For a little over a year now, I’ve been a curator.
A keeper or custodian of a museum or other collection.
custodian – keeper – trustee – guardian – conservator
It is an administrative role at a friendly online forum, with posts monthly from between 50 and 60 engaged members from around the world. Historically several hundred have been members at some point, and it has been going longer than the three years I have been part of the community.
It has a challenge of conveying the rules of a collaborative writing game, everything from how a member conducts themselves in a chatbox to the boundaries of science in the game have been painstakingly discussed over the years, debated, disagreed, resolved and reworked by the members and their curators.
The curator team has changed regularly over time, adapting to a larger group of members, more activity, hundreds of questions and the considerations of making final decisions on some of these discussions. All in all, it can be a mammoth task, especially when collaboration is entirely done through forum posts, instant messages and the odd Skype call when timezones allow. Some days it can feel a thankless task, other days it is synonymous with an online pub where topics fall to cooking and discussing the differences in culture and daily life between us.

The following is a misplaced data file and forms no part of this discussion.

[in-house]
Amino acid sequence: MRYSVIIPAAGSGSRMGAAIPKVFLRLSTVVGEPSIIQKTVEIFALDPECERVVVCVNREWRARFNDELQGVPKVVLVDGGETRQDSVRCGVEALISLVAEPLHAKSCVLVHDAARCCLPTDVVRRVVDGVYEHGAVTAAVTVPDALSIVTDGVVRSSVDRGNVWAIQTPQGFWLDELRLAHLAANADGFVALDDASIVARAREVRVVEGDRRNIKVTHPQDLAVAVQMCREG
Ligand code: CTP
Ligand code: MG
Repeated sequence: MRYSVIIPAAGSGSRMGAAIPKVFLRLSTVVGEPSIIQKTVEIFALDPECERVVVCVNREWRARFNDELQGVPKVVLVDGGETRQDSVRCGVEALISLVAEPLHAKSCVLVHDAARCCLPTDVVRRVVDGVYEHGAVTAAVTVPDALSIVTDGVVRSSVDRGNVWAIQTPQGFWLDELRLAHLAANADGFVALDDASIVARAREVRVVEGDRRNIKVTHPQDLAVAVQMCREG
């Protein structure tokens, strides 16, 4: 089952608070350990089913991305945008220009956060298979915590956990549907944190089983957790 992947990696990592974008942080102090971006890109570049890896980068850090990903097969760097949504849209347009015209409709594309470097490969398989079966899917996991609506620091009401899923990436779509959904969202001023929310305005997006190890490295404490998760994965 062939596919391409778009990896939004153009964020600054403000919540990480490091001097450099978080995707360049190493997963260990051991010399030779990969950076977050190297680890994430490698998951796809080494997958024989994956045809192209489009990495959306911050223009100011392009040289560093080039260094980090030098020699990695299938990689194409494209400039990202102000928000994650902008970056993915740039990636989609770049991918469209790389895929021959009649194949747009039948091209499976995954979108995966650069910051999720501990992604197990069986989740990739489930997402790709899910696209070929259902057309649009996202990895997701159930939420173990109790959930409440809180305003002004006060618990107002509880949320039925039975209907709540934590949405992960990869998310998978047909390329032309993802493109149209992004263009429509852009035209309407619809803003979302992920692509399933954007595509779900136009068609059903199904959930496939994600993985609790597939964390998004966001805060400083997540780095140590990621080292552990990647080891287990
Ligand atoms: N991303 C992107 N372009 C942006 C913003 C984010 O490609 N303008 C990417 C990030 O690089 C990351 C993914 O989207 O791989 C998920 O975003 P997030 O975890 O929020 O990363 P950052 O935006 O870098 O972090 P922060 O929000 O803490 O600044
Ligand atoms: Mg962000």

Last year, shortly after I made the ranks of curator, the team went through a period of ‘redux’ where the forum’s documentation had become sprawling and inaccessible to many, with contradictions and other matters. The forum had a wiki, but it was generally only for the interested or involved, and the decision was made to keep the core documentation on forum pages, but reduce the number and simplify matters. But where to start proved tricky, and without being able to be in the same room to draw it out or debate it, it was hard to visualise.
Then stepped up a beautiful piece of software I’d acquired for the Mac – MindNode, a tool to map out thoughts and ideas in a spider-diagram.
We were able to turn this:
From there we could revise each piece of documentation in turn, rewrite it, edit it, tweak it, normalise the language and terminology between them so we used consistent names and formatting. Suddenly from a mass of text, here came the visualisation.
The short story being, that visualising things ended up working perfectly for us. What seemed an insurmountable task was now tackled by people who had never met in person, and benefitted many (albeit a hobby pursuit).
It’s a technique I will follow whether with pen and paper, or on here, to map out everything from content for a site, to a plan for a fictional character or environment. Ideas link – they flow from one to the next in logical steps, and from one idea can link many. Using this technique I am able to create far more detailed, reasoned and rounded ideas and executions, in almost any reasoning.